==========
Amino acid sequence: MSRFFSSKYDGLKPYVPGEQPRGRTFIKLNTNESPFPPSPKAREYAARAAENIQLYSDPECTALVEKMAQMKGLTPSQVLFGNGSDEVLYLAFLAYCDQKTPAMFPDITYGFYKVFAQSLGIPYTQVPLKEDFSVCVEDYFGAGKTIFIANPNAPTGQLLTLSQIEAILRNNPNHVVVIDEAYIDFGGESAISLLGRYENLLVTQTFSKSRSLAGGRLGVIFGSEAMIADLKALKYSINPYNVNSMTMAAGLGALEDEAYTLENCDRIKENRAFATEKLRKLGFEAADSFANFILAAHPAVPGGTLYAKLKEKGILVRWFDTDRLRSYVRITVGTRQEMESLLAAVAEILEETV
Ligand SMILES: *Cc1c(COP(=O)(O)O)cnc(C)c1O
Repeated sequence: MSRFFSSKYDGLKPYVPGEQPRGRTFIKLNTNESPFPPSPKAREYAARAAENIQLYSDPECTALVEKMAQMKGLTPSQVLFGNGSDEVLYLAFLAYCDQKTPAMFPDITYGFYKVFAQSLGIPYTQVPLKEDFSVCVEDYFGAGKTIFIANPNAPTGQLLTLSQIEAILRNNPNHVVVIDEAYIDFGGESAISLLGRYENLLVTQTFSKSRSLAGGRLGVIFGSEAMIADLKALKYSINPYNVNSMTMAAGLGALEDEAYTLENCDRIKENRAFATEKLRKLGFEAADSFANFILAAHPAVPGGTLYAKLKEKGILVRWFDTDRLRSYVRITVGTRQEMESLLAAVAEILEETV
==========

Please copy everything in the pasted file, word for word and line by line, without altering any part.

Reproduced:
Amino acid sequence: MSRFFSSKYDGLKPYVPGEQPRGRTFIKLNTNESPFPPSPKAREYAARAAENIQLYSDPECTALVEKMAQMKGLTPSQVLFGNGSDEVLYLAFLAYCDQKTPAMFPDITYGFYKVFAQSLGIPYTQVPLKEDFSVCVEDYFGAGKTIFIANPNAPTGQLLTLSQIEAILRNNPNHVVVIDEAYIDFGGESAISLLGRYENLLVTQTFSKSRSLAGGRLGVIFGSEAMIADLKALKYSINPYNVNSMTMAAGLGALEDEAYTLENCDRIKENRAFATEKLRKLGFEAADSFANFILAAHPAVPGGTLYAKLKEKGILVRWFDTDRLRSYVRITVGTRQEMESLLAAVAEILEETV
Ligand SMILES: *Cc1c(COP(=O)(O)O)cnc(C)c1O
Repeated sequence: MSRFFSSKYDGLKPYVPGEQPRGRTFIKLNTNESPFPPSPKAREYAARAAENIQLYSDPECTALVEKMAQMKGLTPSQVLFGNGSDEVLYLAFLAYCDQKTPAMFPDITYGFYKVFAQSLGIPYTQVPLKEDFSVCVEDYFGAGKTIFIANPNAPTGQLLTLSQIEAILRNNPNHVVVIDEAYIDFGGESAISLLGRYENLLVTQTFSKSRSLAGGRLGVIFGSEAMIADLKALKYSINPYNVNSMTMAAGLGALEDEAYTLENCDRIKENRAFATEKLRKLGFEAADSFANFILAAHPAVPGGTLYAKLKEKGILVRWFDTDRLRSYVRITVGTRQEMESLLAAVAEILEETV